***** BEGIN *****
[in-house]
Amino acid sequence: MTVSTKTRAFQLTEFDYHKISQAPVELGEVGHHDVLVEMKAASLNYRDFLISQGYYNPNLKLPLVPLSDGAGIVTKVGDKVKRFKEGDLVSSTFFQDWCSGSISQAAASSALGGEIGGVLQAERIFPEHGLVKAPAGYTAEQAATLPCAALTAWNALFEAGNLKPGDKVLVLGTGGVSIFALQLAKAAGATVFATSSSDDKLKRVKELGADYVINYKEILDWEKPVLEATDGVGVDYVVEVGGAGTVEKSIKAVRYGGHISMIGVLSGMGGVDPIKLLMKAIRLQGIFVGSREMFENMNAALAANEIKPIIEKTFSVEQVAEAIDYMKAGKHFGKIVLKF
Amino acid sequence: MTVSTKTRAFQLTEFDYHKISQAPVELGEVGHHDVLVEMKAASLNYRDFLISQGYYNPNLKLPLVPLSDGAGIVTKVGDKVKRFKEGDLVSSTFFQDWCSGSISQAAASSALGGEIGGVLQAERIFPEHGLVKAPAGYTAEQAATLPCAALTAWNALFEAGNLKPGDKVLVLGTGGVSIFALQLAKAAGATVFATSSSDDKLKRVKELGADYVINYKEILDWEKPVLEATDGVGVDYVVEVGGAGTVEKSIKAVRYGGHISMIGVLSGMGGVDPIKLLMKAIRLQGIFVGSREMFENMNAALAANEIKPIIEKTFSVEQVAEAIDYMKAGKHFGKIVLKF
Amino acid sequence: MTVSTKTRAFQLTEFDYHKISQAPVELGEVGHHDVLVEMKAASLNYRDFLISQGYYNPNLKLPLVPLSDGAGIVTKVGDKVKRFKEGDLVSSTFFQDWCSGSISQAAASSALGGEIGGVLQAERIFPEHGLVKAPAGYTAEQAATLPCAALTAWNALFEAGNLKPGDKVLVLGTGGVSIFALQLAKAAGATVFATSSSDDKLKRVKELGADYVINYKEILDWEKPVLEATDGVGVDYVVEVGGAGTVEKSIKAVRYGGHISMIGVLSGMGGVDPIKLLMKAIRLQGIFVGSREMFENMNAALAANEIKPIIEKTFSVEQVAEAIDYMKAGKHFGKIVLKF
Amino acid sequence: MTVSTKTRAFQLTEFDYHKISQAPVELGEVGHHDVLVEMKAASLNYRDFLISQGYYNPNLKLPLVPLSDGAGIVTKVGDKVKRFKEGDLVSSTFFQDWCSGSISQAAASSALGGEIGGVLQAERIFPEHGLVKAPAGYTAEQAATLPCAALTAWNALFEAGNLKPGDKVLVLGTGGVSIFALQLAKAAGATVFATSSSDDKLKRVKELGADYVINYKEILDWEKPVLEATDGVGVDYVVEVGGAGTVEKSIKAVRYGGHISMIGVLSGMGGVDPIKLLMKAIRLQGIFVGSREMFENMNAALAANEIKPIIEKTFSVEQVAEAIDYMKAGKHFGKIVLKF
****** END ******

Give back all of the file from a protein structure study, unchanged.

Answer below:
[in-house]
Amino acid sequence: MTVSTKTRAFQLTEFDYHKISQAPVELGEVGHHDVLVEMKAASLNYRDFLISQGYYNPNLKLPLVPLSDGAGIVTKVGDKVKRFKEGDLVSSTFFQDWCSGSISQAAASSALGGEIGGVLQAERIFPEHGLVKAPAGYTAEQAATLPCAALTAWNALFEAGNLKPGDKVLVLGTGGVSIFALQLAKAAGATVFATSSSDDKLKRVKELGADYVINYKEILDWEKPVLEATDGVGVDYVVEVGGAGTVEKSIKAVRYGGHISMIGVLSGMGGVDPIKLLMKAIRLQGIFVGSREMFENMNAALAANEIKPIIEKTFSVEQVAEAIDYMKAGKHFGKIVLKF
Amino acid sequence: MTVSTKTRAFQLTEFDYHKISQAPVELGEVGHHDVLVEMKAASLNYRDFLISQGYYNPNLKLPLVPLSDGAGIVTKVGDKVKRFKEGDLVSSTFFQDWCSGSISQAAASSALGGEIGGVLQAERIFPEHGLVKAPAGYTAEQAATLPCAALTAWNALFEAGNLKPGDKVLVLGTGGVSIFALQLAKAAGATVFATSSSDDKLKRVKELGADYVINYKEILDWEKPVLEATDGVGVDYVVEVGGAGTVEKSIKAVRYGGHISMIGVLSGMGGVDPIKLLMKAIRLQGIFVGSREMFENMNAALAANEIKPIIEKTFSVEQVAEAIDYMKAGKHFGKIVLKF
Amino acid sequence: MTVSTKTRAFQLTEFDYHKISQAPVELGEVGHHDVLVEMKAASLNYRDFLISQGYYNPNLKLPLVPLSDGAGIVTKVGDKVKRFKEGDLVSSTFFQDWCSGSISQAAASSALGGEIGGVLQAERIFPEHGLVKAPAGYTAEQAATLPCAALTAWNALFEAGNLKPGDKVLVLGTGGVSIFALQLAKAAGATVFATSSSDDKLKRVKELGADYVINYKEILDWEKPVLEATDGVGVDYVVEVGGAGTVEKSIKAVRYGGHISMIGVLSGMGGVDPIKLLMKAIRLQGIFVGSREMFENMNAALAANEIKPIIEKTFSVEQVAEAIDYMKAGKHFGKIVLKF
Amino acid sequence: MTVSTKTRAFQLTEFDYHKISQAPVELGEVGHHDVLVEMKAASLNYRDFLISQGYYNPNLKLPLVPLSDGAGIVTKVGDKVKRFKEGDLVSSTFFQDWCSGSISQAAASSALGGEIGGVLQAERIFPEHGLVKAPAGYTAEQAATLPCAALTAWNALFEAGNLKPGDKVLVLGTGGVSIFALQLAKAAGATVFATSSSDDKLKRVKELGADYVINYKEILDWEKPVLEATDGVGVDYVVEVGGAGTVEKSIKAVRYGGHISMIGVLSGMGGVDPIKLLMKAIRLQGIFVGSREMFENMNAALAANEIKPIIEKTFSVEQVAEAIDYMKAGKHFGKIVLKF